By Tochukwu Ezukanma
To characterize a scale of mass-murder that defied the English lexicon,
Raphael Lemkin coined a new word, “genocide”, from the Greek word
“geno”, meaning tribe, nation or people and from the Latin word,
“cide”, conjugated from “caedere” – to kill. He was writing
about the Nazi policy of deliberate, systematic extermination of entire
nationalities in Axis-occupied Europe. Although the forces of secession
in Nigeria has endlessly bandied around the word “genocide”, there
has never been any act of genocide in Nigeria.
Leading up to the civil war, there were two anti-Igbo riots in northern
Nigeria in May 29th to 31st 1966, and September 29th to early October,
1966, and an anti-Igbo coup of July 29th 1966. In the two riots, about
ten thousand Igbo were killed but the Biafran propaganda bumped up the
figure to 30,000. And in the anti-Igbo coup, Aguiyi Ironsi and about 300
Igbo soldiers were killed. These were in reprisal to the January 15th
1966 coup by one Yoruba and four Igbo majors that killed the two most
important Hausa/Fulani political leaders and four highest ranking army
officers, without killing any Igbo leader; insulting of the memory of
the most important northern political leader, Ahmadu Bello, by Igbo
living in northern Nigeria: and Ironsi’s Decree 34. Following the
September/October pogrom in the North, there was a half-hearted reprisal
killing of northerners in Eastern Region; a few hundred of them died.
During the war, in some rare cases, both Nigerian and Biafran soldiers
massacred civilians, either in hate or suspicion. At Asaba, the Muritala
Mohammed commanded Second Division, out of hate, murdered 500 to 700
Igbo. In Ikot Ekpene, Ogoniland and other Biafran minority areas,
Biafran soldiers, out of suspicion of sabotage, murdered thousands of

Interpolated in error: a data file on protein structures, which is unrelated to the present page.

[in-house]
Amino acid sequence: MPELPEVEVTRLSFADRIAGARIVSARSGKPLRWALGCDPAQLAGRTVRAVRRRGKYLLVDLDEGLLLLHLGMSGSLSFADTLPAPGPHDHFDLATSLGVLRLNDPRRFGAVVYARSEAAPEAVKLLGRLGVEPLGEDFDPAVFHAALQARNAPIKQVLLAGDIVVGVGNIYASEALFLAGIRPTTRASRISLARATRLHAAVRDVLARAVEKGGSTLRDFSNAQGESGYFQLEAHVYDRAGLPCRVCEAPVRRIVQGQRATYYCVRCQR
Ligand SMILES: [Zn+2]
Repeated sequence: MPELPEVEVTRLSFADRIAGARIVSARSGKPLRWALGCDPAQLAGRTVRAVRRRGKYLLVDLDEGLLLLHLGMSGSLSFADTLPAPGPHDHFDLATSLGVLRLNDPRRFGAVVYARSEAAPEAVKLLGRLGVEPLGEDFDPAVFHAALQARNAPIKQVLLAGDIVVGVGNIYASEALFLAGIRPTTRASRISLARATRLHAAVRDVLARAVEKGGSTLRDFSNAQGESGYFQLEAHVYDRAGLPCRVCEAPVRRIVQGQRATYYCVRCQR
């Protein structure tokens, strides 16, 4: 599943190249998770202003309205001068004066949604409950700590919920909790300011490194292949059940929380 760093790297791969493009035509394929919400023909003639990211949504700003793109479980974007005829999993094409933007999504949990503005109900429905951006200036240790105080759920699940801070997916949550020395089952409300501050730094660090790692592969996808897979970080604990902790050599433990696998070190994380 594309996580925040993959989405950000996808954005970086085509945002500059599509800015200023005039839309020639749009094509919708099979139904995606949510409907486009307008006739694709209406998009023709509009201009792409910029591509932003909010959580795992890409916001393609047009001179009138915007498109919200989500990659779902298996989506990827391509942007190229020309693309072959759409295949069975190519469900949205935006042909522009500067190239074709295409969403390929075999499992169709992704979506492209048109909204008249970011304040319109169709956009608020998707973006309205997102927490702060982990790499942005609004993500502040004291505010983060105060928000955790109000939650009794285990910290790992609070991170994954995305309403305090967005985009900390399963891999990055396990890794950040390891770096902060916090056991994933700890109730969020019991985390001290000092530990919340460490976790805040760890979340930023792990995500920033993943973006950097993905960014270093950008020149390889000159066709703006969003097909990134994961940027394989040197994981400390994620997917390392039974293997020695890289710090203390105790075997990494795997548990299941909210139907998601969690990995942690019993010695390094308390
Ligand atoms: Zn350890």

Biafran minorities. But there was no plan or attempt, on either side, to
exterminate any tribe or nation.
After the capture of Enugu by federal forces, my cousin, and her family
returned to Enugu. They ran a restaurant, selling food and drinks to
Nigerian soldiers and Igbo civilians. Like the Igbo that lived behind
“Enemy Lines”, they lived their lives and went about their normal
businesses till the end of the war. That is, as the war raged, some Igbo
lived in parts of Biafra already captured by Nigerian soldiers, and the
“vandals”, “genocidal maniacs” did not kill them. As the war
ended, the Nigerian government, with its “genocidal policy”,
released Biafran prisoners, both soldiers and civilians. Ironically,
Biafra had no prisoner to release because, in our “saintliness” and
“godliness”, we had killed every Nigerian soldier we ever captured.
The Nigerian government had no genocidal policy, and the Nigerian army
did not wantonly kill Biafran civilians. It was a fact attested to by
As in every war, people died in the Nigeria civil war. Soldiers died
from two armies fighting and killing each other, and civilians died from
collateral damages of war, mostly air raids and hunger. Since the Second